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Ask 13: Why are gaming machines still allowed in local gas stations?

"I would like to know why local gas stations are still allowed to carry gaming machines?" Mike Shuffler wrote to Ask 13. (Photo credit: WLOS Staff)

Internet sweepstakes or video gaming machines have been a target of North Carolina law enforcement for years. Despite laws that put the brakes on video gaming, it seems some of those games are back.

State lawmakers banned video poker and video gaming machines in 2006. Since then, it's been what some describe as a game of whack-a-mole, with game manufacturers either successfully fighting the laws or making equipment changes to legally skirt them.

"I would like to know why local gas stations are still allowed to carry gaming machines?" Mike Shuffler wrote to Ask 13.

News 13 has reported many video gaming busts over the years, the most famous of which swept up former Sheriff Bobby Medford. He was convicted on charges related to taking bribes from illegal video poker operators.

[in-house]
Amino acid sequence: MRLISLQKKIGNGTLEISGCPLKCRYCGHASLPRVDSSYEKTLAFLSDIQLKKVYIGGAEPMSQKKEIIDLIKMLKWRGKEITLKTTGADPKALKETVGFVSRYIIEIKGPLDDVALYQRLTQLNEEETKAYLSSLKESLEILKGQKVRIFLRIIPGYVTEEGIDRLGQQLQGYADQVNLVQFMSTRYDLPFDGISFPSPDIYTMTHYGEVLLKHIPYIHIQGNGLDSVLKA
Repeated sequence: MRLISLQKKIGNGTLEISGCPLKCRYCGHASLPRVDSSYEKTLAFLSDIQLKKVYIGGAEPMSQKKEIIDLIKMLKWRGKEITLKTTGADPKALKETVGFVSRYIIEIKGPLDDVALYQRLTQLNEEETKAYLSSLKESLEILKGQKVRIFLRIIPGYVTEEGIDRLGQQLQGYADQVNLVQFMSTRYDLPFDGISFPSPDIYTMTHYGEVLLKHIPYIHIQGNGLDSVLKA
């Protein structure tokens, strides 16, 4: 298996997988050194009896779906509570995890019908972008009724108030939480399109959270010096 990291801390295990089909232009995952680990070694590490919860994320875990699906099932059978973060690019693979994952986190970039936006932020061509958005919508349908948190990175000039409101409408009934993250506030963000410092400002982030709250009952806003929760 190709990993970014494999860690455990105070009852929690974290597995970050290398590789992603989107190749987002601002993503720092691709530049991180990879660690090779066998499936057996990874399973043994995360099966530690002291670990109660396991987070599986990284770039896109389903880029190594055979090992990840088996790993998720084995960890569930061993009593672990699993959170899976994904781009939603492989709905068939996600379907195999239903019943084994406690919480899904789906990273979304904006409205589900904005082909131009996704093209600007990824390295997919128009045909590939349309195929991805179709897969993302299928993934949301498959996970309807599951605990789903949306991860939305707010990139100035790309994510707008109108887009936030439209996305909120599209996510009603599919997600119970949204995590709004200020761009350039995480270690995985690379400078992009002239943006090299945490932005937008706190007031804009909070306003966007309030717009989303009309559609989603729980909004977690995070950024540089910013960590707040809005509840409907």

Since then, the state has cracked down numerous times as gaming machine operators altered their methods by using sweepstakes and the internet to get around the law.

Buncombe County Sheriff Van Duncan said law enforcement has been forced to take a break from this ongoing battle since the courts have recently come down on the side of video game operators.

"It's extremely confusing for a lot of people to understand because the video gaming laws have been all over the board for the past several years," Duncan explained. "We thought that the North Carolina Supreme Court had settled all that a couple years ago by saying that they were all illegal. But because of this particular, this Gift Surplus machine, the way they are supposed to be operating it gets them around the law."

The court decision came from a judge in Onslow County just a few weeks ago. It placed a restraining order against law enforcement, banning officers from enforcing any laws against the sweepstakes or Gift Surplus gaming machines.

That restraining order recently attached Buncombe County, so the sheriff said law enforcement has no legal means to stop the video gaming until this case plays out through the courts.

If you have a question you'd like answered, write to Ask13@WLOS.com.

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